Huntsman’s Timely Jump

Jon Huntsman had the best day of his presidential campaign Sunday, with a stellar debate performance, polls showing him moving into third place, and large crowds waiting for him at each event he held across the Granite State. But will the late surge be enough for the former Utah governor to stay in the race, or is it too late to rescue his underachieving campaign?
Huntsman burst onto the national political scene in June, when he launched his presidential campaign with an ill-fated launch in front of New York’s Statue of Liberty, and his red-meatless speech landed with a thud in conservative circles.

Failing to catch on across the country, Huntsman ditched his well-tailored suits, moved his headquarters to New Hampshire from Florida, and went on to hold more than 160 campaign events in New Hampshire, where he now seems to have finally hit his groove.
Huntsman began the day Sunday with a morning debate on Meet the Press, where he pushed back at Mitt Romney for attacking his service in Barack Obama’s Cabinet and then zinged Romney for saying he would only support Republicans to improve the country. “This nation is divided...because of attitudes like that,” Huntsman said.
With the huge applause line behind him, he hit the campaign trail en route to events in Hampstead, Bedford, and Keene in a last-minute sprint to get undecided voters to pick him, and especially not the front-runner Romney, in the Tuesday primary.
In Hampstead, he leapt onto the counter of the jam-packed Beantown Cafe so that curious voters could see him speak. “This is incredible!” he said from atop the espresso bar.
After leading his audience through his “blue sky, problem solving” stump speech promising to rein in the deficit, create jobs, spark an industrial renaissance, and restore trust in the White House and Washington, Huntsman went back on offense against Romney in remarks to reporters outside.
“Let’s just be honest about it. I put my country first. Apparently Mitt Romney doesn’t believe in putting country first,” he said. “He’s got this bumper sticker that says ‘Proud of America, believe in America.’ How can you believe in America when you’re not willing to serve America? That’s just phony nonsense.”
Pam Saucier, a nurse and registered independent, held a “Jon Huntsman 2012” sign outside the coffee shop and said she decided to vote for Huntsman a week ago, after he held a town hall meeting in her hometown of Derry, N.H.
“His sense of integrity is probably the most important quality to me as a president,” said Saucier, now a volunteer for Huntsman. “I agree with him on a lot of his issues. He’s not high drama.”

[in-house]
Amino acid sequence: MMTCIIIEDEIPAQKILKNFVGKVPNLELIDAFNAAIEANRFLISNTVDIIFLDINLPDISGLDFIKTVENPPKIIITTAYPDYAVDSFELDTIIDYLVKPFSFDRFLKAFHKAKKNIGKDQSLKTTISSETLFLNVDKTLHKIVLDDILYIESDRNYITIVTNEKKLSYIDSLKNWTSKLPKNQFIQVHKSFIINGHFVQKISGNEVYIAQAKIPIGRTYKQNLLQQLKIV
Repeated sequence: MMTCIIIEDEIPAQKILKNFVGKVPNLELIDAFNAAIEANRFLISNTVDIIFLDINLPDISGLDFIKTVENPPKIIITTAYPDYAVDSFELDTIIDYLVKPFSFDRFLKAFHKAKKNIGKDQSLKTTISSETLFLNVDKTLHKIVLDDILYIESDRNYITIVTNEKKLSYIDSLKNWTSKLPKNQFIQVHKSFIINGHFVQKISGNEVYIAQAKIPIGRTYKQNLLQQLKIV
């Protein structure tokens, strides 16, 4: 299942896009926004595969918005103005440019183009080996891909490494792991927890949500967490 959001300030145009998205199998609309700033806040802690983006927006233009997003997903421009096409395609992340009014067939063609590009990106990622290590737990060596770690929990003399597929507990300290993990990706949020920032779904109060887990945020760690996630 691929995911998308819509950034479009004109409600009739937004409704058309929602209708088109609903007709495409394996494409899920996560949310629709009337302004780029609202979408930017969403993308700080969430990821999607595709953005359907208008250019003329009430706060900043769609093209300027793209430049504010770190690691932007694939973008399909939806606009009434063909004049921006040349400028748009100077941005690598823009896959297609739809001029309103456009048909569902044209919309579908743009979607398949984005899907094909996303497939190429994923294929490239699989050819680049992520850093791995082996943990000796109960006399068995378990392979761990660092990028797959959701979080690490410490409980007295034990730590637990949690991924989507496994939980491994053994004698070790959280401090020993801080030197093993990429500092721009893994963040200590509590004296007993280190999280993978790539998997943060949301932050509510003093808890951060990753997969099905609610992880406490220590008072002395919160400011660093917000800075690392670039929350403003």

But the qualities drawing Saucier and other independents to the former governor may be the ones keeping him in single digits with Republicans nationally. It’s hard to imagine the Tea Party-infused GOP of 2010 turning around and choosing a “no drama” former diplomat to run against Obama, especially after he served two years as diplomat for him (and Ronald Reagan and George H.W. Bush, by the way).
On Sunday, Huntsman called for more substance-based campaigns for the GOP, a notion unlikely to catch fire with the base.
“We are sane when we stand up and talk about real solutions for the American people,” he said. “We are insane when we light our hair on fire, when we engage in political theatrics and sound bites that just don’t make any sense.”
Huntsman also has struggled to find common ground with less moderate Republicans on issues like climate change (he says it’s real), civil unions (he’s not offended by them), and relations with China. While Tea Partiers are showing a zealously protective streak on trade and investment, the Mandarin-speaking Huntsman has urged a more cautious approach to our largest trading partner.
If Huntsman has distinguished himself with any single voting group in New Hampshire and around the country, it’s disenchanted Democrats.
“I continue to be impressed with him,” Gordon VanHuizen said after meeting Huntsman at the Main Street Station Diner in Plymouth. “I think a lot of his ideas around economic policy, how to create jobs and decrease outsourcing, make a lot of sense.” Unfortunately for Huntsman this week, VanHuizen is a registered Democrat—from Lenox, Mass.
If Huntsman is going to break out of the GOP pack and make his move in this campaign, it must be in New Hampshire, a state that has more registered independents than Republicans or Democrats, and has a fiscally conservative, socially liberal electorate that should be embracing a candidate like Huntsman without reservation.
The equation for success has been made exponentially more complicated for him by two men, Mitt Romney and Ron Paul, who have their own claims on independents in the Granite State. Although he lost the state in 2008, Romney has worked for years to build a winning campaign in the state. With a sky-high name ID and summer house (yes, that counts) in Wolfeboro, Romney has managed to dominate the field on his second time around. Paul, for his part, has a libertarian philosophy that gives the state with “Live Free or Die” as its motto a run for its liberty-loving money.
Another factor that has slowed Huntsman’s progress in this, his first campaign outside Utah, might kindly be called a charisma deficit.
“The guy is very impressive, he’s got ideas that are bang on, but it’s the way he presents it,” says Gregory Slayton, a venture capitalist from Hanover. “He makes jokes people don’t get, his timing isn’t right. On paper, the guy is strong, but it may be too little, too late.”
But on Sunday, Huntsman said he thinks his timing is just right. “We’re moving a direction that nobody would have predicted a few days ago,” he said. “You just watch it.”
Pam Saucier echoed him. “I think he’s surging. It’s not too late,” she said. “If he doesn’t win, I don’t have a clue who I’m going to vote for.”